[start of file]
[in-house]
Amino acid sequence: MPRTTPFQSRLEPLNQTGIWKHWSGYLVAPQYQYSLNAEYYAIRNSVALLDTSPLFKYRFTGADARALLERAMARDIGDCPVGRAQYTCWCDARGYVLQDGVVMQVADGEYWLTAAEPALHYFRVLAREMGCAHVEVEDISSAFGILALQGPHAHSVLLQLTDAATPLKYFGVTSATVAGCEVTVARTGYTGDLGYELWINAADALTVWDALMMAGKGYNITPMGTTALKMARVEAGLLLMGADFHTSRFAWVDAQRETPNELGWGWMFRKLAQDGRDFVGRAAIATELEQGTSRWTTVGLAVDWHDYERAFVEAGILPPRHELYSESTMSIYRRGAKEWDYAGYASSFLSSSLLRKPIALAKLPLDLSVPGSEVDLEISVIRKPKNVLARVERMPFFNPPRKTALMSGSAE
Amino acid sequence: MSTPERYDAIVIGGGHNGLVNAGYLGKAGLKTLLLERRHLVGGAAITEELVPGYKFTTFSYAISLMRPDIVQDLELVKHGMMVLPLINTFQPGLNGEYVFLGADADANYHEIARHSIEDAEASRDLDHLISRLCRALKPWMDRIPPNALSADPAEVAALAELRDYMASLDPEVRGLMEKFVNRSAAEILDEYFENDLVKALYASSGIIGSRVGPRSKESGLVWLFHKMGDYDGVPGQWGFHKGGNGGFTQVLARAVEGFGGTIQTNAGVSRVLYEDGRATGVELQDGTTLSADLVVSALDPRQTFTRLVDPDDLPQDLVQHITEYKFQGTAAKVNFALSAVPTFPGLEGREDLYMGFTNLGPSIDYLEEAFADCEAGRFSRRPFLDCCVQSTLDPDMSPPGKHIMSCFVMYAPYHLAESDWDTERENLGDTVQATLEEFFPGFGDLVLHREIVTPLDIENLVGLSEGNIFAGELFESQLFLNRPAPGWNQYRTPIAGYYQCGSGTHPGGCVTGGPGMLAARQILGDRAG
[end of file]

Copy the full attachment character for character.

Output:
[in-house]
Amino acid sequence: MPRTTPFQSRLEPLNQTGIWKHWSGYLVAPQYQYSLNAEYYAIRNSVALLDTSPLFKYRFTGADARALLERAMARDIGDCPVGRAQYTCWCDARGYVLQDGVVMQVADGEYWLTAAEPALHYFRVLAREMGCAHVEVEDISSAFGILALQGPHAHSVLLQLTDAATPLKYFGVTSATVAGCEVTVARTGYTGDLGYELWINAADALTVWDALMMAGKGYNITPMGTTALKMARVEAGLLLMGADFHTSRFAWVDAQRETPNELGWGWMFRKLAQDGRDFVGRAAIATELEQGTSRWTTVGLAVDWHDYERAFVEAGILPPRHELYSESTMSIYRRGAKEWDYAGYASSFLSSSLLRKPIALAKLPLDLSVPGSEVDLEISVIRKPKNVLARVERMPFFNPPRKTALMSGSAE
Amino acid sequence: MSTPERYDAIVIGGGHNGLVNAGYLGKAGLKTLLLERRHLVGGAAITEELVPGYKFTTFSYAISLMRPDIVQDLELVKHGMMVLPLINTFQPGLNGEYVFLGADADANYHEIARHSIEDAEASRDLDHLISRLCRALKPWMDRIPPNALSADPAEVAALAELRDYMASLDPEVRGLMEKFVNRSAAEILDEYFENDLVKALYASSGIIGSRVGPRSKESGLVWLFHKMGDYDGVPGQWGFHKGGNGGFTQVLARAVEGFGGTIQTNAGVSRVLYEDGRATGVELQDGTTLSADLVVSALDPRQTFTRLVDPDDLPQDLVQHITEYKFQGTAAKVNFALSAVPTFPGLEGREDLYMGFTNLGPSIDYLEEAFADCEAGRFSRRPFLDCCVQSTLDPDMSPPGKHIMSCFVMYAPYHLAESDWDTERENLGDTVQATLEEFFPGFGDLVLHREIVTPLDIENLVGLSEGNIFAGELFESQLFLNRPAPGWNQYRTPIAGYYQCGSGTHPGGCVTGGPGMLAARQILGDRAG